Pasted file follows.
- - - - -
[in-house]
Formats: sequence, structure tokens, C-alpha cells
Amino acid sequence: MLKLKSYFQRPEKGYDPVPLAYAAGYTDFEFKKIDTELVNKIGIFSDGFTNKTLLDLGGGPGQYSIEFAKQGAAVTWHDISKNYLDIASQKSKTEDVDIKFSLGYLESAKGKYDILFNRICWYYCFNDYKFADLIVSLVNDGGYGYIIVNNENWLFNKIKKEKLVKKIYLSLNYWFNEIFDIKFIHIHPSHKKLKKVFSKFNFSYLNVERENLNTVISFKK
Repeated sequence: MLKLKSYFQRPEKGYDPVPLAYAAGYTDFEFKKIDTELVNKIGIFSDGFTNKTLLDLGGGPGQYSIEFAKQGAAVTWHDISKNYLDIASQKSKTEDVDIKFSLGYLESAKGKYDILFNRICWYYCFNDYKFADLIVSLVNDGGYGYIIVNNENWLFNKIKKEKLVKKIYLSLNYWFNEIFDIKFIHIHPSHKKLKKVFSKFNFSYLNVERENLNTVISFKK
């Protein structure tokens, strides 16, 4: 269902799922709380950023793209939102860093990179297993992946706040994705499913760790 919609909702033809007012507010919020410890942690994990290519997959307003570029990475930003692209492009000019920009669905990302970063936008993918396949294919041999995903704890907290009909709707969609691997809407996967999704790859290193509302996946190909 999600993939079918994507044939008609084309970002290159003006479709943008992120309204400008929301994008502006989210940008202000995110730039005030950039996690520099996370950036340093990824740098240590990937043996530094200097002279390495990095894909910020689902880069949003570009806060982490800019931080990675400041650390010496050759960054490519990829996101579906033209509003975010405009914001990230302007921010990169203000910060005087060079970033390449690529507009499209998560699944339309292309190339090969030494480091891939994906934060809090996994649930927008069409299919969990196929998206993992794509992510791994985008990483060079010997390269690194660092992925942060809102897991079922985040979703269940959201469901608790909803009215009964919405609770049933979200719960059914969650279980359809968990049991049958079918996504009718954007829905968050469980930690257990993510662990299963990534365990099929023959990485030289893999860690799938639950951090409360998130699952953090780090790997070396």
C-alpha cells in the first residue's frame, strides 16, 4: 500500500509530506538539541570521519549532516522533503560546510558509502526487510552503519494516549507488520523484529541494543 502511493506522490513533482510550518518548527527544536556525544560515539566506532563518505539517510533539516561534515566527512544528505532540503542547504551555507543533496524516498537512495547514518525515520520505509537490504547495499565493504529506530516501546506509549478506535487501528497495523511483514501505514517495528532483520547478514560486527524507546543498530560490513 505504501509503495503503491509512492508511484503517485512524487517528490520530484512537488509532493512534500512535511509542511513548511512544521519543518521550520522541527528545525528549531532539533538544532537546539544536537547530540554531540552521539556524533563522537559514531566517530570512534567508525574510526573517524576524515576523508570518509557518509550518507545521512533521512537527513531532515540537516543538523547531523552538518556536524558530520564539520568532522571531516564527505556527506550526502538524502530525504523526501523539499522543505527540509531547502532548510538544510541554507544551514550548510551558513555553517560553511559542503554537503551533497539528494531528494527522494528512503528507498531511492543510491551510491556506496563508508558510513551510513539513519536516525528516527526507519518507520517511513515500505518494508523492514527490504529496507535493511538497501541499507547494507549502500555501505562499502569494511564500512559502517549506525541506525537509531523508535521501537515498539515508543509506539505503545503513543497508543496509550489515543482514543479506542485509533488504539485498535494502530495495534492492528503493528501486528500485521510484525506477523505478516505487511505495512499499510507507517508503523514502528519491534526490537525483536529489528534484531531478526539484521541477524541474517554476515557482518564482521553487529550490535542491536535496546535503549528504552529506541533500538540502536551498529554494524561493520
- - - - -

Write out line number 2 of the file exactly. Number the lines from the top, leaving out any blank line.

Formats: sequence, structure tokens, C-alpha cells